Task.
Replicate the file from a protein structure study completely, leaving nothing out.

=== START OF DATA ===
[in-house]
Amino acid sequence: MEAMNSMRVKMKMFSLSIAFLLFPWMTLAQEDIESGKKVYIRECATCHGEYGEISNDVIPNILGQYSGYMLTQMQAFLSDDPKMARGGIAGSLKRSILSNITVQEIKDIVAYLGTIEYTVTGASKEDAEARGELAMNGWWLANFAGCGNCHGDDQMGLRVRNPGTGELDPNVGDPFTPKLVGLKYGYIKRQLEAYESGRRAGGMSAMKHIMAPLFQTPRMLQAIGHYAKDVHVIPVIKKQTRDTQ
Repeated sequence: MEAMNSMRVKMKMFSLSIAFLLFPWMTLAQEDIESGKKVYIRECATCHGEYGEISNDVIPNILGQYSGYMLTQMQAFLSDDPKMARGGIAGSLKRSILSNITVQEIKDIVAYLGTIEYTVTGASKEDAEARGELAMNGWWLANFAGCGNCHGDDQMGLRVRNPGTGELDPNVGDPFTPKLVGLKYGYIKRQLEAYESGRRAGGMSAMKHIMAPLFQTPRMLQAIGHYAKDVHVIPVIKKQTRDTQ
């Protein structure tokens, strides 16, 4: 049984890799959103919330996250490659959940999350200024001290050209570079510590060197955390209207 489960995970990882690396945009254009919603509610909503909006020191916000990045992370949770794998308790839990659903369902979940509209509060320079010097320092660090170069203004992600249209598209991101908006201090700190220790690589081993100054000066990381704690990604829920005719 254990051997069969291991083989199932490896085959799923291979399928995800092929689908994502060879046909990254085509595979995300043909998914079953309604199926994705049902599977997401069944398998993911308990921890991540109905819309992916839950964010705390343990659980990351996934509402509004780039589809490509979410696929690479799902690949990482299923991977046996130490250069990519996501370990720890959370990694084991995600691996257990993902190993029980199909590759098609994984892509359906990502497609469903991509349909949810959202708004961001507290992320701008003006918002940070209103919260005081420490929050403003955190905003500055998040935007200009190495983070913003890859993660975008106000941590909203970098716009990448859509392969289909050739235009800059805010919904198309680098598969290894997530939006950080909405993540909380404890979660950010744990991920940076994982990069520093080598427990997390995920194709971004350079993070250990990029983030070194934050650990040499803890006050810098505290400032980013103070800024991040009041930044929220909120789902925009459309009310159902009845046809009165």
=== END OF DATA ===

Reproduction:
[in-house]
Amino acid sequence: MEAMNSMRVKMKMFSLSIAFLLFPWMTLAQEDIESGKKVYIRECATCHGEYGEISNDVIPNILGQYSGYMLTQMQAFLSDDPKMARGGIAGSLKRSILSNITVQEIKDIVAYLGTIEYTVTGASKEDAEARGELAMNGWWLANFAGCGNCHGDDQMGLRVRNPGTGELDPNVGDPFTPKLVGLKYGYIKRQLEAYESGRRAGGMSAMKHIMAPLFQTPRMLQAIGHYAKDVHVIPVIKKQTRDTQ
Repeated sequence: MEAMNSMRVKMKMFSLSIAFLLFPWMTLAQEDIESGKKVYIRECATCHGEYGEISNDVIPNILGQYSGYMLTQMQAFLSDDPKMARGGIAGSLKRSILSNITVQEIKDIVAYLGTIEYTVTGASKEDAEARGELAMNGWWLANFAGCGNCHGDDQMGLRVRNPGTGELDPNVGDPFTPKLVGLKYGYIKRQLEAYESGRRAGGMSAMKHIMAPLFQTPRMLQAIGHYAKDVHVIPVIKKQTRDTQ
């Protein structure tokens, strides 16, 4: 049984890799959103919330996250490659959940999350200024001290050209570079510590060197955390209207 489960995970990882690396945009254009919603509610909503909006020191916000990045992370949770794998308790839990659903369902979940509209509060320079010097320092660090170069203004992600249209598209991101908006201090700190220790690589081993100054000066990381704690990604829920005719 254990051997069969291991083989199932490896085959799923291979399928995800092929689908994502060879046909990254085509595979995300043909998914079953309604199926994705049902599977997401069944398998993911308990921890991540109905819309992916839950964010705390343990659980990351996934509402509004780039589809490509979410696929690479799902690949990482299923991977046996130490250069990519996501370990720890959370990694084991995600691996257990993902190993029980199909590759098609994984892509359906990502497609469903991509349909949810959202708004961001507290992320701008003006918002940070209103919260005081420490929050403003955190905003500055998040935007200009190495983070913003890859993660975008106000941590909203970098716009990448859509392969289909050739235009800059805010919904198309680098598969290894997530939006950080909405993540909380404890979660950010744990991920940076994982990069520093080598427990997390995920194709971004350079993070250990990029983030070194934050650990040499803890006050810098505290400032980013103070800024991040009041930044929220909120789902925009459309009310159902009845046809009165």